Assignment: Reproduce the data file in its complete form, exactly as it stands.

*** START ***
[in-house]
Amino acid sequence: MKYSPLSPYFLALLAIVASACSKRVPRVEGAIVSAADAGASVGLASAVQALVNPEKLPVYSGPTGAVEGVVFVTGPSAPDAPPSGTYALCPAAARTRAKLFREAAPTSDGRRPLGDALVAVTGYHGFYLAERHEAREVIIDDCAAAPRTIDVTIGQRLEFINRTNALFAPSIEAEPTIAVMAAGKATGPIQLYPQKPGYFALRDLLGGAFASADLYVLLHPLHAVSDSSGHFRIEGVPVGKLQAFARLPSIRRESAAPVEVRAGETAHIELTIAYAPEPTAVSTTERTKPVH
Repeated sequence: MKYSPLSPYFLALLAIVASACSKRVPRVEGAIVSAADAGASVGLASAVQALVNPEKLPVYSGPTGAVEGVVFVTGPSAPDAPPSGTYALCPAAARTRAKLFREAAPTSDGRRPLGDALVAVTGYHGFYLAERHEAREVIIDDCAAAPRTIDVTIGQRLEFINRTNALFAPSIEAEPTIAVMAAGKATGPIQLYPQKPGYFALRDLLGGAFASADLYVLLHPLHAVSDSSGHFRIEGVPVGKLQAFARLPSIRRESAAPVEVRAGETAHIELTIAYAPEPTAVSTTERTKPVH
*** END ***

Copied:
[in-house]
Amino acid sequence: MKYSPLSPYFLALLAIVASACSKRVPRVEGAIVSAADAGASVGLASAVQALVNPEKLPVYSGPTGAVEGVVFVTGPSAPDAPPSGTYALCPAAARTRAKLFREAAPTSDGRRPLGDALVAVTGYHGFYLAERHEAREVIIDDCAAAPRTIDVTIGQRLEFINRTNALFAPSIEAEPTIAVMAAGKATGPIQLYPQKPGYFALRDLLGGAFASADLYVLLHPLHAVSDSSGHFRIEGVPVGKLQAFARLPSIRRESAAPVEVRAGETAHIELTIAYAPEPTAVSTTERTKPVH
Repeated sequence: MKYSPLSPYFLALLAIVASACSKRVPRVEGAIVSAADAGASVGLASAVQALVNPEKLPVYSGPTGAVEGVVFVTGPSAPDAPPSGTYALCPAAARTRAKLFREAAPTSDGRRPLGDALVAVTGYHGFYLAERHEAREVIIDDCAAAPRTIDVTIGQRLEFINRTNALFAPSIEAEPTIAVMAAGKATGPIQLYPQKPGYFALRDLLGGAFASADLYVLLHPLHAVSDSSGHFRIEGVPVGKLQAFARLPSIRRESAAPVEVRAGETAHIELTIAYAPEPTAVSTTERTKPVH